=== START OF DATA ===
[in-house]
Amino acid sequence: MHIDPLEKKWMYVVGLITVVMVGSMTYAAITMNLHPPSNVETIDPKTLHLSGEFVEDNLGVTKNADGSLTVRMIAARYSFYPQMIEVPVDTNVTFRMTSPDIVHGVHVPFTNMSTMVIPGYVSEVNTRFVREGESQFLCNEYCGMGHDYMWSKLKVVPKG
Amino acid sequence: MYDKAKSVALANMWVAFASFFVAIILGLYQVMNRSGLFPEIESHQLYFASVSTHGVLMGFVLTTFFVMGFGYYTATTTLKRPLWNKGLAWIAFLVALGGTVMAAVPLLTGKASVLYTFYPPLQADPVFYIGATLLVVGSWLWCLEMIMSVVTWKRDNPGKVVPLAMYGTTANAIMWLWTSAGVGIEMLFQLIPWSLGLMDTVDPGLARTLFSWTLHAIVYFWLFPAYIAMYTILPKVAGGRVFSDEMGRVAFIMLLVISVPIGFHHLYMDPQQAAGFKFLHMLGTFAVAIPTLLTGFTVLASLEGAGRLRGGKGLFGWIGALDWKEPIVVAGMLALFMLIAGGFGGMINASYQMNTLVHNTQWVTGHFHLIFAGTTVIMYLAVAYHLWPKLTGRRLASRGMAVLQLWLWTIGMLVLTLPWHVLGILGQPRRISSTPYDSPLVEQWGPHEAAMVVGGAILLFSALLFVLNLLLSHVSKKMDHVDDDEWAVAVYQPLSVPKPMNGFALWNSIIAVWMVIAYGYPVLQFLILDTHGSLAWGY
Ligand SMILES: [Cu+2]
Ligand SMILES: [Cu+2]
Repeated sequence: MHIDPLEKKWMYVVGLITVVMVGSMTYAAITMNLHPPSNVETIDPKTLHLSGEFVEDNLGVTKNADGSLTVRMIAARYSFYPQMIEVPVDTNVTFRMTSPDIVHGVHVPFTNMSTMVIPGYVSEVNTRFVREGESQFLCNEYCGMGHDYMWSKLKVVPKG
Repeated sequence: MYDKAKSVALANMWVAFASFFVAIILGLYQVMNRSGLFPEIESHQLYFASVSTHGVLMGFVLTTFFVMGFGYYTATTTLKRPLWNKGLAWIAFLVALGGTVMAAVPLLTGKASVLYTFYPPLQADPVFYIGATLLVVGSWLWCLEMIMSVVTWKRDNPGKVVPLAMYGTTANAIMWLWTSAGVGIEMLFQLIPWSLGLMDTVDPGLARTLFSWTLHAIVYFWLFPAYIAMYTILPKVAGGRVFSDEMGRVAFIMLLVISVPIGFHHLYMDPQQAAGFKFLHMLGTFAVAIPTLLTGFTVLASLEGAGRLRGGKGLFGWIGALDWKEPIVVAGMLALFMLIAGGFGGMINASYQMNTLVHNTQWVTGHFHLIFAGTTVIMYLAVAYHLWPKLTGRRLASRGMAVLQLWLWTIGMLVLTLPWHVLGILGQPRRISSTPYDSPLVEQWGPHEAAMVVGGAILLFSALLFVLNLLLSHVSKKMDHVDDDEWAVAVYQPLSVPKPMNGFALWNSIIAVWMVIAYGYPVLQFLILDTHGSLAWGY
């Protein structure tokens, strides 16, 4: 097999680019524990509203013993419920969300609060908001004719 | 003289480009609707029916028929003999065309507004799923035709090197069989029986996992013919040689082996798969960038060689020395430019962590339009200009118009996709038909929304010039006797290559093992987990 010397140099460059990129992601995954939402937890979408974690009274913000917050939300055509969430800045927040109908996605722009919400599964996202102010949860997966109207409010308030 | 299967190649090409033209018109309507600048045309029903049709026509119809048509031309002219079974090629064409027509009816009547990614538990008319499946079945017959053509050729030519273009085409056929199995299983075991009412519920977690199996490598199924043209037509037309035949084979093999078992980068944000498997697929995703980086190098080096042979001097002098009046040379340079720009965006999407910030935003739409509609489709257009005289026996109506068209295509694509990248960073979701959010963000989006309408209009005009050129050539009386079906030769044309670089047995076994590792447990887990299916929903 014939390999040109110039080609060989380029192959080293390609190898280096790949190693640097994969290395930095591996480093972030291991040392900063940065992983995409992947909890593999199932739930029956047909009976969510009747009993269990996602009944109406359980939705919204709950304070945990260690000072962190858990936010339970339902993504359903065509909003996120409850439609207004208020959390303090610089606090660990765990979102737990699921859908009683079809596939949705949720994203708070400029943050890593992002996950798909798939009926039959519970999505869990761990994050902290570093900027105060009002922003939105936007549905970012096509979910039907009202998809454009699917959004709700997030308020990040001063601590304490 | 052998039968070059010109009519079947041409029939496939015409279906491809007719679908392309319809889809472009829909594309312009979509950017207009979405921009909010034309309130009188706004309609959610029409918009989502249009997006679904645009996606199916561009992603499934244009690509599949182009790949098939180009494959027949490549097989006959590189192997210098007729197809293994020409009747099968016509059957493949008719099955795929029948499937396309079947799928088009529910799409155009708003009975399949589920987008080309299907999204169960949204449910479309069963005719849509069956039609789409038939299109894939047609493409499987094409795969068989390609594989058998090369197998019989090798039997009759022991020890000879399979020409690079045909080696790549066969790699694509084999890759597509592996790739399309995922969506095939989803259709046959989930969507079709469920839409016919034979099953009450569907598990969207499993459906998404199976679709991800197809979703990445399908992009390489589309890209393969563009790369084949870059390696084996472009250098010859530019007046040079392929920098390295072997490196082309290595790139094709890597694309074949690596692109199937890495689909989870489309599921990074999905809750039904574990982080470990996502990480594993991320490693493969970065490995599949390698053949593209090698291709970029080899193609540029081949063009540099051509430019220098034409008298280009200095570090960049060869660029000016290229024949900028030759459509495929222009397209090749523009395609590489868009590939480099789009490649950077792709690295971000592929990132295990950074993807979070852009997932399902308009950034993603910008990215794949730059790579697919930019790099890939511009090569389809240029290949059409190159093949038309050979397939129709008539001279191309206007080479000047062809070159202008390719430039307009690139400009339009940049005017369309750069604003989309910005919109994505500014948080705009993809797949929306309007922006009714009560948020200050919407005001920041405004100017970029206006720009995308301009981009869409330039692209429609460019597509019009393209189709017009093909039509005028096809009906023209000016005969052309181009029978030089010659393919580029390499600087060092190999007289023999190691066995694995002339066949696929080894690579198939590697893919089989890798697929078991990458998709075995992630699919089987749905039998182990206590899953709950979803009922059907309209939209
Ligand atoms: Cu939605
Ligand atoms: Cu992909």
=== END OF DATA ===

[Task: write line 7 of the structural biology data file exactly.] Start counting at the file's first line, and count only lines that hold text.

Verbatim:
Repeated sequence: MYDKAKSVALANMWVAFASFFVAIILGLYQVMNRSGLFPEIESHQLYFASVSTHGVLMGFVLTTFFVMGFGYYTATTTLKRPLWNKGLAWIAFLVALGGTVMAAVPLLTGKASVLYTFYPPLQADPVFYIGATLLVVGSWLWCLEMIMSVVTWKRDNPGKVVPLAMYGTTANAIMWLWTSAGVGIEMLFQLIPWSLGLMDTVDPGLARTLFSWTLHAIVYFWLFPAYIAMYTILPKVAGGRVFSDEMGRVAFIMLLVISVPIGFHHLYMDPQQAAGFKFLHMLGTFAVAIPTLLTGFTVLASLEGAGRLRGGKGLFGWIGALDWKEPIVVAGMLALFMLIAGGFGGMINASYQMNTLVHNTQWVTGHFHLIFAGTTVIMYLAVAYHLWPKLTGRRLASRGMAVLQLWLWTIGMLVLTLPWHVLGILGQPRRISSTPYDSPLVEQWGPHEAAMVVGGAILLFSALLFVLNLLLSHVSKKMDHVDDDEWAVAVYQPLSVPKPMNGFALWNSIIAVWMVIAYGYPVLQFLILDTHGSLAWGY